Police are warning parents to be vigilant about their kids’ internet activity after four young New Brunswick children voluntarily shared nude images of themselves online.
The RCMP’s Internet Child Exploitation (ICE) unit identified four children aged eight to 12 in the province in recent months who shared nude pictures or videos of themselves and made them available to the public on various free websites. The kids hadn’t been pressured or asked to post the images, but rather simply shared them on their own volition.
“It is unfortunately becoming more common for young people, even children, to share exploitative photos and videos of themselves online,” said Sgt. Chantal Farrah of the New Brunswick RCMP.
While the four New Brunswick kids have been confirmed safe, experts say that instances like these likely happen far more often than many people might realize.
“We are seeing this shift of middle school kids and more issues involving sexting,” Jesse Miller, founder of Mediated Reality, a social-media education company in Vancouver, told Yahoo Canada. “It’s not necessarily predation, where kids are getting messages from creepy people online saying ‘send me some nudes.’ It’s really more this idea of where our culture has shifted with the internet and some things kids are exposed to.”
“I firmly believe, as we head toward 2020, that we’ve really failed a different generation of social media users by only focusing on ‘stranger danger ‘and not necessarily focusing on what the Internet was going to do to the perceptions of how we should participate online, especially for younger kids.”
Self-exploitation is another term for sexting, according to the Canadian Centre for Child Protection, which refers to youth creating, sending, or sharing sexual images or videos with peers not just via cellphones but also online through electronic devices.
It’s not clear just how many younger kids might be sexting, outside of the stories that make headlines.
MediaSmarts, Canada’s centre for digital and media literacy, has reported that among grade 8 students who own a cellphone, four per cent have sent a sext of themselves to someone else; statistics don’t exist for younger kids.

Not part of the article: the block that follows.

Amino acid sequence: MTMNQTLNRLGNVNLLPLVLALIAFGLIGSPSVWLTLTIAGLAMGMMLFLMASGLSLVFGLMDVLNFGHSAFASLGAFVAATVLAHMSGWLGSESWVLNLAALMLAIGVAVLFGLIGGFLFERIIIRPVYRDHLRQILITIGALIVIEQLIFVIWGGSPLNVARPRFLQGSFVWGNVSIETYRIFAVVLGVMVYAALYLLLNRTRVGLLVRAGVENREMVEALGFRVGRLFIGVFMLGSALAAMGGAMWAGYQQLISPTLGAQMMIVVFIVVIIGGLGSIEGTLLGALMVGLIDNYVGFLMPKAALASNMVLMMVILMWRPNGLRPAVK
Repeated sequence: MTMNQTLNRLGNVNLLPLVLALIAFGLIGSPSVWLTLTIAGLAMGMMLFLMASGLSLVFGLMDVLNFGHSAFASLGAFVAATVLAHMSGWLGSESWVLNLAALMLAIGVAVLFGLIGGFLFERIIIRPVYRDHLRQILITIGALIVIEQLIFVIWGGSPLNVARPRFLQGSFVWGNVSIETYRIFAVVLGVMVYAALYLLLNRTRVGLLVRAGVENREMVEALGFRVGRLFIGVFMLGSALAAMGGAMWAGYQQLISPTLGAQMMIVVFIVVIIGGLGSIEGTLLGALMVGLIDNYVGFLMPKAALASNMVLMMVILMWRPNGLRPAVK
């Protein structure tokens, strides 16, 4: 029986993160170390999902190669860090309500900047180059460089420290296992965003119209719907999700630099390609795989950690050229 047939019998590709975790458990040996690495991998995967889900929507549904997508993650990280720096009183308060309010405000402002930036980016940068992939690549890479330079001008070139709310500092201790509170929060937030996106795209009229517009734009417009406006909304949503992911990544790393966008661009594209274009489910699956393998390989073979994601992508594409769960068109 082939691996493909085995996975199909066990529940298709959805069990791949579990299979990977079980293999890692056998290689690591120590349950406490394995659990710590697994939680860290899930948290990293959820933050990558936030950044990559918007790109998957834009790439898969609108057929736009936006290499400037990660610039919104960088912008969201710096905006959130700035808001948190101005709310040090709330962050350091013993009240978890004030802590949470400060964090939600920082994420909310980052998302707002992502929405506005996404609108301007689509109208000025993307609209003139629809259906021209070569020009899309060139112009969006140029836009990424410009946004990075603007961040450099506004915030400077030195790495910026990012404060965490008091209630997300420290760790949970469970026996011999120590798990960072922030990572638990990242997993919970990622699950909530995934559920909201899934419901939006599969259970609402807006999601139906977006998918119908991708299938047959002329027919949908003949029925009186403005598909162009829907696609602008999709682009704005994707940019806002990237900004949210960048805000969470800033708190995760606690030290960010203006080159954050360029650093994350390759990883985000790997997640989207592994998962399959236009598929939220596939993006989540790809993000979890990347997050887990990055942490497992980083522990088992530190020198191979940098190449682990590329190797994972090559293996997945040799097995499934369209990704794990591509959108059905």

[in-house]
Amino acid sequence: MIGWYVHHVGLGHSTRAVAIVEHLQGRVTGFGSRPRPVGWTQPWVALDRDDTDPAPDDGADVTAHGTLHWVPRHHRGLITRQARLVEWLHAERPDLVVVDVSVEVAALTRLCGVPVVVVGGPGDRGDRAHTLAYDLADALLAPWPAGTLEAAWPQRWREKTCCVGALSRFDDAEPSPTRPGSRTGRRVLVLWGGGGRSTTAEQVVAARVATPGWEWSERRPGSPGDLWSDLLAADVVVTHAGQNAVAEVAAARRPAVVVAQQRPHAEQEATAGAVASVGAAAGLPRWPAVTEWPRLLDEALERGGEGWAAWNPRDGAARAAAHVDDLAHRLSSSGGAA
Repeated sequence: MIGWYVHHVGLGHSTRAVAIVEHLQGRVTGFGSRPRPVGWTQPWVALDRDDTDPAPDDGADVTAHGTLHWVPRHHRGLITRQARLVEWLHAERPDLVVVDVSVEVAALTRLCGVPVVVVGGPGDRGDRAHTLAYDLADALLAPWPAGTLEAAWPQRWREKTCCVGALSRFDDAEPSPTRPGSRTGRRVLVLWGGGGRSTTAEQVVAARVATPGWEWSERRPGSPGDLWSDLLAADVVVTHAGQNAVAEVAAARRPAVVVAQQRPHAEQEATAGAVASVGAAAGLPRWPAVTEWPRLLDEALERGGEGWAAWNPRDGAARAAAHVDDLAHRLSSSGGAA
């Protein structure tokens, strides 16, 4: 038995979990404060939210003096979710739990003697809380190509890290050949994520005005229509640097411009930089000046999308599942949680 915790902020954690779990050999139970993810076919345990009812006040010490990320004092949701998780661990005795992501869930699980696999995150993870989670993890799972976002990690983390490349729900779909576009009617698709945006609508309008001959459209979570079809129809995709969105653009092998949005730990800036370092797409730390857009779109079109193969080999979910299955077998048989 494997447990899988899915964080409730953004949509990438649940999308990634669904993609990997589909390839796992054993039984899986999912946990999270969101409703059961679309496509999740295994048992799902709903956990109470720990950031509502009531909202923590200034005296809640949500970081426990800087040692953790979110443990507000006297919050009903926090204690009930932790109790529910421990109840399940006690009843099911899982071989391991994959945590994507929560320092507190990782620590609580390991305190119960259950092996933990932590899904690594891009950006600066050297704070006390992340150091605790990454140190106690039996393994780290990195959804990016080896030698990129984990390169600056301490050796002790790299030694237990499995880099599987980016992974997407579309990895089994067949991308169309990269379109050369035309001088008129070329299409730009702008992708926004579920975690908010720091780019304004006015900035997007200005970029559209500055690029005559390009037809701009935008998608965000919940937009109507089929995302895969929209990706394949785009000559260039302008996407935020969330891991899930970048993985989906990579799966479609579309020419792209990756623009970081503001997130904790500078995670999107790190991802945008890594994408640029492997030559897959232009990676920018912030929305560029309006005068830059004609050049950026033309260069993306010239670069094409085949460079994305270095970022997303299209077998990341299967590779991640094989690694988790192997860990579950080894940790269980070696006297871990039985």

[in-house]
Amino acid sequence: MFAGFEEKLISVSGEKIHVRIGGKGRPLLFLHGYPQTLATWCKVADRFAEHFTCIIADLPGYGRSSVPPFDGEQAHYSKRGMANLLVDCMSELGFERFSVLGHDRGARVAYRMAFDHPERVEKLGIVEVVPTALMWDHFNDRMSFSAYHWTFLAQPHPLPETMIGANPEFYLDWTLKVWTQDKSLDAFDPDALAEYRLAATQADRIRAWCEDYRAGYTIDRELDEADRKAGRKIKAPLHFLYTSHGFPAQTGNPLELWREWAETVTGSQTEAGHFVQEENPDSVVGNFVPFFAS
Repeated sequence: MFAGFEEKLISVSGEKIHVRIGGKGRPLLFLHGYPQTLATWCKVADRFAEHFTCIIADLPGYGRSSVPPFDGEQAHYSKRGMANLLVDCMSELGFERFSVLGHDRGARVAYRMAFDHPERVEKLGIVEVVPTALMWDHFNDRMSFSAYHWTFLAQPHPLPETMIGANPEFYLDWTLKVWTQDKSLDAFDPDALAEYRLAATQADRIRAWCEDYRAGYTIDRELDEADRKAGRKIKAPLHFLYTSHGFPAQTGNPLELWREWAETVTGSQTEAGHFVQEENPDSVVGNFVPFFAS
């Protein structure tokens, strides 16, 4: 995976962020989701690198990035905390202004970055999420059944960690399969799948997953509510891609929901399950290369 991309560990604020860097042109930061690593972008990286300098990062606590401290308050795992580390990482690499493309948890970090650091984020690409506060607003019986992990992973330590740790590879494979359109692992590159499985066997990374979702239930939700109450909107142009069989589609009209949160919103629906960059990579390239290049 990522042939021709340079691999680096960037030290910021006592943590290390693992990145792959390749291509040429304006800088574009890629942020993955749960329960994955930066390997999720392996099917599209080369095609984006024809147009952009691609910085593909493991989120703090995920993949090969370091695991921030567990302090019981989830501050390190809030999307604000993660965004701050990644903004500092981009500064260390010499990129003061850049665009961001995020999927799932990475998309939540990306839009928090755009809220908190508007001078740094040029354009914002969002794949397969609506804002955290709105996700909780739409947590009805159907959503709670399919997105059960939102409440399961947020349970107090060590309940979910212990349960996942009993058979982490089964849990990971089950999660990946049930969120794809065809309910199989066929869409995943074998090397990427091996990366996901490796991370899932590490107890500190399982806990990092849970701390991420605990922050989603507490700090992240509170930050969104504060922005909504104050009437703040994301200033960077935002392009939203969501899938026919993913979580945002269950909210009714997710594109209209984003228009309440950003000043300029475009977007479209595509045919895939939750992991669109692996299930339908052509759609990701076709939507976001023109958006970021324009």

Regardless of the numbers, experts say that an abstinence approach to sexting isn’t going to work. What’s most effective is progressive education and open discussion with kids of any age.
“For a kid who follows a Kardashian, they’re going to understand that what you put on the internet gets you attention,” Miller said. “A family has to take into account how kids are targeted by the media and with commercials and also what they’re accessing on things like YouTube. Kids are conditioned to take selfies because they watch people take selfies every day, whether in the family home or with their friends.
“Parents have to drop some of that fear of not being prepared for a conversation yet,” he continued. “You need to be prepared to have any conversation at any time, because if you don’t talk to your kids, your kids are going to talk to Google.”
Empowerment and education should also happen in schools, Miller continued. He said he’s concerned about the effects of the Government of Ontario scaling back its sexual-health education on kids’ understanding of sexting and safe internet use. Besides excluding diverse families and gender identity from the curriculum, the province’s curriculum also eliminates sexual-health education related to technology, he said. Miller credits the RCMP for helping shift the direction of public discussion from fearmongering to knowledge.
“Kids need to know how to navigate that space, as opposed to ‘I’ll abstain, I’ll never go online.’ That’s just not a reality in our connected world.”
Saleema Noon, a sexual-health educator in B.C. and author of Talk Sex Today: What Kids Need to Know and How Adults Can Teach Them, suggests parents talk to their children in a meaningful but not preachy way. “The most productive conversations we can have with our kids about sexting, or anything, really, are ones that offer insight and ask questions free of judgment,” Noon explained.
In her book, Noon urges parents to be proactive: “Don’t wait until an incident has occurred to talk about sexting. Preload your child with information and discussions before high school so that their decisions online are well-informed,” she writes. “If sexting is already an issue for your child, listen without judgment before jumping into problem-solving mode.”
She encourages parents and their kids brainstorm about healthy forms of sexual expression and exploration. Talk about activities that are age-appropriate, consistent with your values, and in your comfort zone.
Kids need to also understand the permanence of the Internet and how it’s never okay for someone to pressure, threaten, or coerce another person to send a sext, even if they’re in a relationship.
Operated by the Canadian Centre for Child Protection, Protect Kids Online has other advice for parents to prevent their kids from self-exploitation:
Discuss the difference between healthy and unhealthy relationships with your teen.
Explain the importance of establishing and respecting personal boundaries when using technology.
Discuss the types of problems that may arise from sharing private and intimate information electronically, including pictures and videos.
Teach your adolescent that it is illegal to distribute an intimate image of someone without their consent.